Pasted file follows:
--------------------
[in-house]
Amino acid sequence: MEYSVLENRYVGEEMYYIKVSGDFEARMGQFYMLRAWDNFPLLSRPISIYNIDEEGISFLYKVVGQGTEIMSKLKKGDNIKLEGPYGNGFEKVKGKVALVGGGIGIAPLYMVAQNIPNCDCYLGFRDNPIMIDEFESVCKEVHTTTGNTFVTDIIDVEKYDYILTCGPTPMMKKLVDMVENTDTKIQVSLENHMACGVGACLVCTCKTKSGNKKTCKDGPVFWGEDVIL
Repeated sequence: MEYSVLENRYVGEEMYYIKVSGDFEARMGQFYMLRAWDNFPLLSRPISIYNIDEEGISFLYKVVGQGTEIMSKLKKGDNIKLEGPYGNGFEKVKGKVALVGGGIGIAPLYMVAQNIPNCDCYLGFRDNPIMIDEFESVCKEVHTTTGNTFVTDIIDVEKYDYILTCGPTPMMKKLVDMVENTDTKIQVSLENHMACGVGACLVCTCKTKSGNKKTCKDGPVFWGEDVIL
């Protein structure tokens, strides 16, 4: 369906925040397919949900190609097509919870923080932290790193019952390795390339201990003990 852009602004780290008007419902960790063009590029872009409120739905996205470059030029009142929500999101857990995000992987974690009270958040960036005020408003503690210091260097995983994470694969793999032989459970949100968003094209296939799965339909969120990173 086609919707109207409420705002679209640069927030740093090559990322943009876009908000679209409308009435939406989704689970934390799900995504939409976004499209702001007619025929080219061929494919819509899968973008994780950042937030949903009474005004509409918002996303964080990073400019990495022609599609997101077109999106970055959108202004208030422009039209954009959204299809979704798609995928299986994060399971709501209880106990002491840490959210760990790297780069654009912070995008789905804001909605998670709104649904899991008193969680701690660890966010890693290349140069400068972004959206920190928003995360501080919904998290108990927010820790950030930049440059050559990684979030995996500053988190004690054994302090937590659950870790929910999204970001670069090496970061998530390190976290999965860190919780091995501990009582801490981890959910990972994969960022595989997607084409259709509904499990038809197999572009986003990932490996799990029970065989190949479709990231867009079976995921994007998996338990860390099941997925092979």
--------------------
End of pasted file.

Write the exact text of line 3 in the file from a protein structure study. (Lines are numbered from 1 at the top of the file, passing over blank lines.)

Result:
Repeated sequence: MEYSVLENRYVGEEMYYIKVSGDFEARMGQFYMLRAWDNFPLLSRPISIYNIDEEGISFLYKVVGQGTEIMSKLKKGDNIKLEGPYGNGFEKVKGKVALVGGGIGIAPLYMVAQNIPNCDCYLGFRDNPIMIDEFESVCKEVHTTTGNTFVTDIIDVEKYDYILTCGPTPMMKKLVDMVENTDTKIQVSLENHMACGVGACLVCTCKTKSGNKKTCKDGPVFWGEDVIL